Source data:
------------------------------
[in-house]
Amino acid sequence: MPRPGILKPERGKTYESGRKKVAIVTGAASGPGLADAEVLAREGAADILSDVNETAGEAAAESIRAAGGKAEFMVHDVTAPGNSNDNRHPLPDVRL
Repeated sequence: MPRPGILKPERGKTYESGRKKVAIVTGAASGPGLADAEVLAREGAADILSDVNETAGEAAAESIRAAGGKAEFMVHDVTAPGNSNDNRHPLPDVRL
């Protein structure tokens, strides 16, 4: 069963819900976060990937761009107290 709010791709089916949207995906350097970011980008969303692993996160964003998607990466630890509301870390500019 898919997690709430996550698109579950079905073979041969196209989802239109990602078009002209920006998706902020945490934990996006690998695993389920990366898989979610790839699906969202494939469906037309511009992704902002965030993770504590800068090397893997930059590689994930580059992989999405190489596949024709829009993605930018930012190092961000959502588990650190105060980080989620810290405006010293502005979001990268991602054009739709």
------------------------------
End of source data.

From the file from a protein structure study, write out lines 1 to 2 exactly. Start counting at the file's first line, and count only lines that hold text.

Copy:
[in-house]
Amino acid sequence: MPRPGILKPERGKTYESGRKKVAIVTGAASGPGLADAEVLAREGAADILSDVNETAGEAAAESIRAAGGKAEFMVHDVTAPGNSNDNRHPLPDVRL